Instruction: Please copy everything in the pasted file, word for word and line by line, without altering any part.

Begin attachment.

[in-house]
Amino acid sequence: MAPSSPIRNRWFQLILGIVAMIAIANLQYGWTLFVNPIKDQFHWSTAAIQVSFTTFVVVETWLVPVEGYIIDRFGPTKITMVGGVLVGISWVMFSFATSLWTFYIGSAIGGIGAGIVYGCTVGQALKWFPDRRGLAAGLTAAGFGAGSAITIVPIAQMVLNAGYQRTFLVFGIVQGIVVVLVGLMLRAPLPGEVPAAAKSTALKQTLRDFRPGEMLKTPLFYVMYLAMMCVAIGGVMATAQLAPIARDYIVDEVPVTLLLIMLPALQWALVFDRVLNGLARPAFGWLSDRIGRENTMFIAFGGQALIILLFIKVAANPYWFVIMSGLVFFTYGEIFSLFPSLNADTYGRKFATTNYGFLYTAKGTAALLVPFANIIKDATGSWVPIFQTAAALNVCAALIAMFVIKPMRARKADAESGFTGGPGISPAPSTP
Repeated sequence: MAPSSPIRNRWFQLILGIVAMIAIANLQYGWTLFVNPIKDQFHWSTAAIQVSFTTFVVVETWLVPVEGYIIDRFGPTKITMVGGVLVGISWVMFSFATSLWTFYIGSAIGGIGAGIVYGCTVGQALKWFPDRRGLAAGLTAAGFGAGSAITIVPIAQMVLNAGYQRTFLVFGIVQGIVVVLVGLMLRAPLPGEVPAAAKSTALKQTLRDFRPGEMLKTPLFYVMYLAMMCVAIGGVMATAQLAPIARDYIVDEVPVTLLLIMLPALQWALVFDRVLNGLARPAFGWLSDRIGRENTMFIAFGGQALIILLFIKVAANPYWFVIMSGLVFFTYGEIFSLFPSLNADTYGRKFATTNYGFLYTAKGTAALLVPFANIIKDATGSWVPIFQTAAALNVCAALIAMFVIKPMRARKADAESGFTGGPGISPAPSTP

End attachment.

[in-house]
Amino acid sequence: MAPSSPIRNRWFQLILGIVAMIAIANLQYGWTLFVNPIKDQFHWSTAAIQVSFTTFVVVETWLVPVEGYIIDRFGPTKITMVGGVLVGISWVMFSFATSLWTFYIGSAIGGIGAGIVYGCTVGQALKWFPDRRGLAAGLTAAGFGAGSAITIVPIAQMVLNAGYQRTFLVFGIVQGIVVVLVGLMLRAPLPGEVPAAAKSTALKQTLRDFRPGEMLKTPLFYVMYLAMMCVAIGGVMATAQLAPIARDYIVDEVPVTLLLIMLPALQWALVFDRVLNGLARPAFGWLSDRIGRENTMFIAFGGQALIILLFIKVAANPYWFVIMSGLVFFTYGEIFSLFPSLNADTYGRKFATTNYGFLYTAKGTAALLVPFANIIKDATGSWVPIFQTAAALNVCAALIAMFVIKPMRARKADAESGFTGGPGISPAPSTP
Repeated sequence: MAPSSPIRNRWFQLILGIVAMIAIANLQYGWTLFVNPIKDQFHWSTAAIQVSFTTFVVVETWLVPVEGYIIDRFGPTKITMVGGVLVGISWVMFSFATSLWTFYIGSAIGGIGAGIVYGCTVGQALKWFPDRRGLAAGLTAAGFGAGSAITIVPIAQMVLNAGYQRTFLVFGIVQGIVVVLVGLMLRAPLPGEVPAAAKSTALKQTLRDFRPGEMLKTPLFYVMYLAMMCVAIGGVMATAQLAPIARDYIVDEVPVTLLLIMLPALQWALVFDRVLNGLARPAFGWLSDRIGRENTMFIAFGGQALIILLFIKVAANPYWFVIMSGLVFFTYGEIFSLFPSLNADTYGRKFATTNYGFLYTAKGTAALLVPFANIIKDATGSWVPIFQTAAALNVCAALIAMFVIKPMRARKADAESGFTGGPGISPAPSTP